- forcing investors to take more risk and thereby push asset prices higher
- steer expectations about future Fed policy.
In the article, White argues “that the US banking system has not multiplied up the Fed’s injection of reserves.”
That is an objectively false statement. Since September 2019, when repo and Treasury bill purchase operations started, the assets on the Fed’s balance sheet have increased by approximately $397 billion. Since they didn’t pay for those assets with cash, wampum, bitcoin, or physical currency, we know that $397 billion in additional reserves have been created. We also know that excess reserves, those reserves held above the minimum and therefore not required to backstop specified deposit liabilities, have increased by only $124 billion since September 2019. That means $273 billion (397-124) in reserves were employed (“multiplied up”) by banks to support loan growth.
Regardless of whether these reserves were used to back loans to individuals, corporations, hedge funds, or the U.S. government, banks increased the amount of debt outstanding and therefore the supply of money. In the first half of 2019, the M2 money supply rose at a 4.0% to 4.5% annualized rate. Since September, M2 has grown at a 7% annualized rate.
White’s second argument against the recent Fed action’s qualifying as QE is that, because the Fed is buying Treasury Bills and offering short term repo for this round of operations, they are not removing riskier assets like longer term Treasury notes and mortgage-backed securities from the market. As such, they are not causing investors to replace safe investments with riskier ones. Ergo, not QE.
This too is false. Although by purchasing T-bills and offering repo the Fed has focused on the part of the bond market with little to no price risk, the Fed has removed a vast amount of assets in a short period. Out of necessity, investors need to replace those assets with other assets. There are now fewer non-risky assets available due to the Fed’s actions, thus replacement assets in aggregate must be riskier than those they replace.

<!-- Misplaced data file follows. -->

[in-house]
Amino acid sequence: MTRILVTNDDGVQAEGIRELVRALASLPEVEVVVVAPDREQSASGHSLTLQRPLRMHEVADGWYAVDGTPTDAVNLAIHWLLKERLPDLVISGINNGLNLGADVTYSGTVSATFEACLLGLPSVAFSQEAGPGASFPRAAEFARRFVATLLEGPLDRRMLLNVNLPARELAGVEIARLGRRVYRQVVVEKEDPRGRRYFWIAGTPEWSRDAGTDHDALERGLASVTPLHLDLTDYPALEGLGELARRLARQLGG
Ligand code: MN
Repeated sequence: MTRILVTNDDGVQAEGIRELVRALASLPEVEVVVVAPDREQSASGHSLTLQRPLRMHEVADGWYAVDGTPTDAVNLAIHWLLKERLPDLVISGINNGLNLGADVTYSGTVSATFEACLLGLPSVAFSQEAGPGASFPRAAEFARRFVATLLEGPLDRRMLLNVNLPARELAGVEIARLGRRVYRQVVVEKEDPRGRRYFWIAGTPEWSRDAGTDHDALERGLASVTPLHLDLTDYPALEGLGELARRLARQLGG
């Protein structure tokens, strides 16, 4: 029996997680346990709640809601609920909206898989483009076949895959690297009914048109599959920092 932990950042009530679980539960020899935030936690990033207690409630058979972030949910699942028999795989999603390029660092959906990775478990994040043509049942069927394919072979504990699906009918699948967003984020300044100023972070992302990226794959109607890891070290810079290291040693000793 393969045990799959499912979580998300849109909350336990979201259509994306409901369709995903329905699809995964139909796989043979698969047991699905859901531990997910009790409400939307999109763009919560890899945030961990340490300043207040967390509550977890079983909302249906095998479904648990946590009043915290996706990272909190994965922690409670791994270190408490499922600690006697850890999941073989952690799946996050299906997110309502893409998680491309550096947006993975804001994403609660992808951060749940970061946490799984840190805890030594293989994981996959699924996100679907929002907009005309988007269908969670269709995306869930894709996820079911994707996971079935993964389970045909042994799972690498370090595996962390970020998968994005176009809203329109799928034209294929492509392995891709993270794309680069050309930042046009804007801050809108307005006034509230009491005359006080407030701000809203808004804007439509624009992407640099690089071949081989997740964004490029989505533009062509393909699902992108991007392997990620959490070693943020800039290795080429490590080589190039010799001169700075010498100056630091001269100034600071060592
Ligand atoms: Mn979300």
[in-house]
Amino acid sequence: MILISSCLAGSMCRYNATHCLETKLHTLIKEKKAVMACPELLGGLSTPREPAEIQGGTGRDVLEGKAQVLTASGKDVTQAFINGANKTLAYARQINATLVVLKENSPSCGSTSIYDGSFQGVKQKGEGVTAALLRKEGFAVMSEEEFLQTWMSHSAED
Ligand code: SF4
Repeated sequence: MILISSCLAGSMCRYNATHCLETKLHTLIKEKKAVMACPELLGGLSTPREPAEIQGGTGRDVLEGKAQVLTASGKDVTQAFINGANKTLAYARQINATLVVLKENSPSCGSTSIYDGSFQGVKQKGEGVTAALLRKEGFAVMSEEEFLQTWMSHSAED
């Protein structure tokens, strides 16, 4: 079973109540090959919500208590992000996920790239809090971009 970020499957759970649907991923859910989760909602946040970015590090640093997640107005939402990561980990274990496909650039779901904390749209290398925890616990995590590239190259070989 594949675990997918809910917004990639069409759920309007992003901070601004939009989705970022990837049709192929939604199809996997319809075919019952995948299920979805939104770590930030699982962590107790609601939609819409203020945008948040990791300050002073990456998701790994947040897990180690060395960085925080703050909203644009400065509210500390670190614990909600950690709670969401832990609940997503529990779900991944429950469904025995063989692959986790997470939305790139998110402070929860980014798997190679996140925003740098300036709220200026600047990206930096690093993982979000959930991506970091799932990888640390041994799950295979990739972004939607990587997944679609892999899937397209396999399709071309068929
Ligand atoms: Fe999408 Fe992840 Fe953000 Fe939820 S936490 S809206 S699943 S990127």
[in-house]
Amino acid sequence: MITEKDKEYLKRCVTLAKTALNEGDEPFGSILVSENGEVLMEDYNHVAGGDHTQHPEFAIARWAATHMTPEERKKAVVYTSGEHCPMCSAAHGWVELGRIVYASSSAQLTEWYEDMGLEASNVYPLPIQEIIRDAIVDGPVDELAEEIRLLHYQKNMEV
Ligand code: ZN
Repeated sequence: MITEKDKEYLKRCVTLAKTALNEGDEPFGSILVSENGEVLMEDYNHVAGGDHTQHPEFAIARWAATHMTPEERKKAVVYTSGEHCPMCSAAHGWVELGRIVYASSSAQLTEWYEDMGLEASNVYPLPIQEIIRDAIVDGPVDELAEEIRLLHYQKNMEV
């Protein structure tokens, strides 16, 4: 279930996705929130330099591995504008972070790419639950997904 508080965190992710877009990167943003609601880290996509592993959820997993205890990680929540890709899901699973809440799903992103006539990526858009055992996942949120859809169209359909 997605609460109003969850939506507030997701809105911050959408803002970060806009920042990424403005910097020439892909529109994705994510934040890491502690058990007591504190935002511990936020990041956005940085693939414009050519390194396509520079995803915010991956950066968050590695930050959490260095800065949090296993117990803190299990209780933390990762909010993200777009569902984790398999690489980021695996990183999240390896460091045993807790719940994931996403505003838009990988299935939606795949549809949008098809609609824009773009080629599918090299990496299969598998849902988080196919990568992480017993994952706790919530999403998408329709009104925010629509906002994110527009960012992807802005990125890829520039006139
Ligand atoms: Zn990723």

Additionally, the Fed is offering repo funding to the market. Repo is largely used by banks, hedge funds, and other investors to deploy leverage when buying financial assets. By cheapening the cost of this funding source and making it more readily available, institutional investors are incented to expand their use of leverage. As we know, this alters the pricing of all assets, be they stocks, bonds, or commodities.
By way of example, we know that two large mortgage REITs, AGNC and NLY, have dramatically increased the leverage they utilize to acquire mortgage related assets over the last few months. They fund and lever their portfolios in part with repo.
White’s third point states, “the Fed is not using its balance sheet to guide expectations for interest rates.”
Again, patently false. One would have to be dangerously naïve to subscribe to White’s logic. As described below, recent measures by the Fed are gargantuan relative to steps they had taken over the prior 50 years. Are we to believe that more money, more leverage, and fewer assets in the fixed income universe is anything other than a signal that the Fed wants lower interest rates? Is the Fed taking these steps for more altruistic reasons?